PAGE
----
If you’re interested in trophies/achievements then this is going to be a tough completion. There are trophies for playing on different difficulties, killing so many enemies, crafting so many items and so on. A lot of them you’ll have to complete levels certain ways or accomplish certain tasks like killing so many people in a single turn. The last thing I want to mention, and this is only a console issue I’m sure, but the menus are a little difficult to navigate with a controller. Strategy games usually do have some awkward interfaces on console so this wasn’t too surprising to me.

Phantom Doctrine

So in the end would I recommend Phantom Doctrine to fans of tactical or strategy games? Absolutely. There are things here that could be better such as the overall feel of the gunplay, the presentation, and the lack of explanation on a lot of things. However, the historical setting and sheer amount of content in this package makes it worth it in my opinion and the game succeeds in making you actually feel like the leader of an organization with how much control you have over various things. With some improvement, CreativeForge Games could find themselves as one of the leaders in this genre.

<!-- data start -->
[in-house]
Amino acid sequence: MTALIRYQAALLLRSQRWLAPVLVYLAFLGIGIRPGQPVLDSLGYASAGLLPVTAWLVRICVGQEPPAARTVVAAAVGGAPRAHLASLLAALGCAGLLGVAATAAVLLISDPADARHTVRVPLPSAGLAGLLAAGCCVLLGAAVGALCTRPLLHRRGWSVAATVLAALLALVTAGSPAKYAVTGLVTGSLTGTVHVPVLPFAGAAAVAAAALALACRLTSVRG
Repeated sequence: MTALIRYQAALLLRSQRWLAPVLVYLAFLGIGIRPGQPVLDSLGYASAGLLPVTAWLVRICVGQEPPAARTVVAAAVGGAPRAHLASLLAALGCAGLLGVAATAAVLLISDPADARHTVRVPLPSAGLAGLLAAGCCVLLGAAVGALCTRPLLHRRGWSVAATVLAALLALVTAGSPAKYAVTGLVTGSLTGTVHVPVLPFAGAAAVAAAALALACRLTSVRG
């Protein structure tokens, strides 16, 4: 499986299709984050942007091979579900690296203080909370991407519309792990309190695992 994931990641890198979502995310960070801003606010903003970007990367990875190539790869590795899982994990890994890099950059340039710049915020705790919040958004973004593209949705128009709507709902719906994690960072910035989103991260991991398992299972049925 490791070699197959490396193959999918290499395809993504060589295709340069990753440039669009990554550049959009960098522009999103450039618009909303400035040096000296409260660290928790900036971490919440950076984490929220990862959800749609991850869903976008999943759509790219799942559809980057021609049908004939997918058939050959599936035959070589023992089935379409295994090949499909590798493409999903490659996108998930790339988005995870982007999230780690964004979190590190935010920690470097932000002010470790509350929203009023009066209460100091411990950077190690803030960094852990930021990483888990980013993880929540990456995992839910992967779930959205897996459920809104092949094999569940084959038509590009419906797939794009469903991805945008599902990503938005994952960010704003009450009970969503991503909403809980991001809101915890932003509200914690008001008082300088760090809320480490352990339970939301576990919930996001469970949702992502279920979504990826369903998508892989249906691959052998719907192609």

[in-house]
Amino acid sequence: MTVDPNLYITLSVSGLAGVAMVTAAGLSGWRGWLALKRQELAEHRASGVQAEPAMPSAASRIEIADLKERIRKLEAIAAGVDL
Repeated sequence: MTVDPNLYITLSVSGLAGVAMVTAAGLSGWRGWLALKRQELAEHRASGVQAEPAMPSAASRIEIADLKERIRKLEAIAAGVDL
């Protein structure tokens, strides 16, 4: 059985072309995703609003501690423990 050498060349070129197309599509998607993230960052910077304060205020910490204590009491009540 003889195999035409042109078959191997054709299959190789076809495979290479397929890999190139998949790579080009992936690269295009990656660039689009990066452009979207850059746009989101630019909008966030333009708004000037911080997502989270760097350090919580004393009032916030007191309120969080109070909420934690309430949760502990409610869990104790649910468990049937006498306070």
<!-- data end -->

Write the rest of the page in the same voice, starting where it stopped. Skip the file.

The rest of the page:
*Phantom Doctrine is available on PS4, Xbox One, and PC. Reviewed on a PS4 Pro. Review copy provided by Good Shepard Entertainment and we thank them for that.

Phantom Doctrine

$39.99
Phantom Doctrine
7

Pros

  • Has a Well Realized Cold War Setting
  • Great Tactical Gameplay with Lots of Ways to Approach
  • Meaty Campaign that Provides Dozens of Hours of Gameplay

Cons

  • Clunky Menus
  • Even on Easy the Game is Quite Difficult
  • Graphically Unimpressive
Justin Oneil on sabtwitter
Justin Oneil
One of Head Writers and PR here on ThisGenGaming.com. I've been playing games for over 20 years now and play everything from AAA blockbusters to Indie games. You can find me on all the current consoles and on my twitter account.
About the author

Justin Oneil

One of Head Writers and PR here on ThisGenGaming.com. I've been playing games for over 20 years now and play everything from AAA blockbusters to Indie games. You can find me on all the current consoles and on my twitter account.